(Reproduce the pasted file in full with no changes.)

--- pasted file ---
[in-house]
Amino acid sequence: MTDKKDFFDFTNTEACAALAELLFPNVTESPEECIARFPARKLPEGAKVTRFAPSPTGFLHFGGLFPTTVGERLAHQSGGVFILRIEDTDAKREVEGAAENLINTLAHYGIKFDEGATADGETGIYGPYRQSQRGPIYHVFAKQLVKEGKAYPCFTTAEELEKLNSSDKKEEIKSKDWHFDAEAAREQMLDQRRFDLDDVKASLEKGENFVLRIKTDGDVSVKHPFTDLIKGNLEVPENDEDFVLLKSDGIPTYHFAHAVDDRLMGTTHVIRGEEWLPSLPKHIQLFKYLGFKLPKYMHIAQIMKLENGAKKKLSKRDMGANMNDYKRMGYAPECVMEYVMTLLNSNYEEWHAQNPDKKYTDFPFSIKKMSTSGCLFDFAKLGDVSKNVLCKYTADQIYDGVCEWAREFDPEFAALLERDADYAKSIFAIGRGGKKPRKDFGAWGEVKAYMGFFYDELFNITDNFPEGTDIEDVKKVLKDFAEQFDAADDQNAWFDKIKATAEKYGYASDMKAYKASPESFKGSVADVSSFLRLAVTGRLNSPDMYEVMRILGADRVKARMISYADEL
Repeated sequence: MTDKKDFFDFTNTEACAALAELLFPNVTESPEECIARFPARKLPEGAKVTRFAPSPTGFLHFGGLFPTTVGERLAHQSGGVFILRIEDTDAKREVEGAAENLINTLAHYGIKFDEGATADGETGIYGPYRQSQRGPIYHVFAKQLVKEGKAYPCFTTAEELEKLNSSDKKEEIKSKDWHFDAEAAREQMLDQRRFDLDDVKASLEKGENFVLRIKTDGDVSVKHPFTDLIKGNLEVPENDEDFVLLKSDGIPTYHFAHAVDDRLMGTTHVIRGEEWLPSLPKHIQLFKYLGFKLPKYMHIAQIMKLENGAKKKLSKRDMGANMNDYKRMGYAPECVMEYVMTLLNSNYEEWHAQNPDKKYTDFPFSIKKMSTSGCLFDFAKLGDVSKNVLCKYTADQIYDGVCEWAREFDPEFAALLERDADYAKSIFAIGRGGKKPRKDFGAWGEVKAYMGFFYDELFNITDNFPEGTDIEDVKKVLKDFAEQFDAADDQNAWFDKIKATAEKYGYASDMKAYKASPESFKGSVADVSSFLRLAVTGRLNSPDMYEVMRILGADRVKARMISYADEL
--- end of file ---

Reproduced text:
[in-house]
Amino acid sequence: MTDKKDFFDFTNTEACAALAELLFPNVTESPEECIARFPARKLPEGAKVTRFAPSPTGFLHFGGLFPTTVGERLAHQSGGVFILRIEDTDAKREVEGAAENLINTLAHYGIKFDEGATADGETGIYGPYRQSQRGPIYHVFAKQLVKEGKAYPCFTTAEELEKLNSSDKKEEIKSKDWHFDAEAAREQMLDQRRFDLDDVKASLEKGENFVLRIKTDGDVSVKHPFTDLIKGNLEVPENDEDFVLLKSDGIPTYHFAHAVDDRLMGTTHVIRGEEWLPSLPKHIQLFKYLGFKLPKYMHIAQIMKLENGAKKKLSKRDMGANMNDYKRMGYAPECVMEYVMTLLNSNYEEWHAQNPDKKYTDFPFSIKKMSTSGCLFDFAKLGDVSKNVLCKYTADQIYDGVCEWAREFDPEFAALLERDADYAKSIFAIGRGGKKPRKDFGAWGEVKAYMGFFYDELFNITDNFPEGTDIEDVKKVLKDFAEQFDAADDQNAWFDKIKATAEKYGYASDMKAYKASPESFKGSVADVSSFLRLAVTGRLNSPDMYEVMRILGADRVKARMISYADEL
Repeated sequence: MTDKKDFFDFTNTEACAALAELLFPNVTESPEECIARFPARKLPEGAKVTRFAPSPTGFLHFGGLFPTTVGERLAHQSGGVFILRIEDTDAKREVEGAAENLINTLAHYGIKFDEGATADGETGIYGPYRQSQRGPIYHVFAKQLVKEGKAYPCFTTAEELEKLNSSDKKEEIKSKDWHFDAEAAREQMLDQRRFDLDDVKASLEKGENFVLRIKTDGDVSVKHPFTDLIKGNLEVPENDEDFVLLKSDGIPTYHFAHAVDDRLMGTTHVIRGEEWLPSLPKHIQLFKYLGFKLPKYMHIAQIMKLENGAKKKLSKRDMGANMNDYKRMGYAPECVMEYVMTLLNSNYEEWHAQNPDKKYTDFPFSIKKMSTSGCLFDFAKLGDVSKNVLCKYTADQIYDGVCEWAREFDPEFAALLERDADYAKSIFAIGRGGKKPRKDFGAWGEVKAYMGFFYDELFNITDNFPEGTDIEDVKKVLKDFAEQFDAADDQNAWFDKIKATAEKYGYASDMKAYKASPESFKGSVADVSSFLRLAVTGRLNSPDMYEVMRILGADRVKARMISYADEL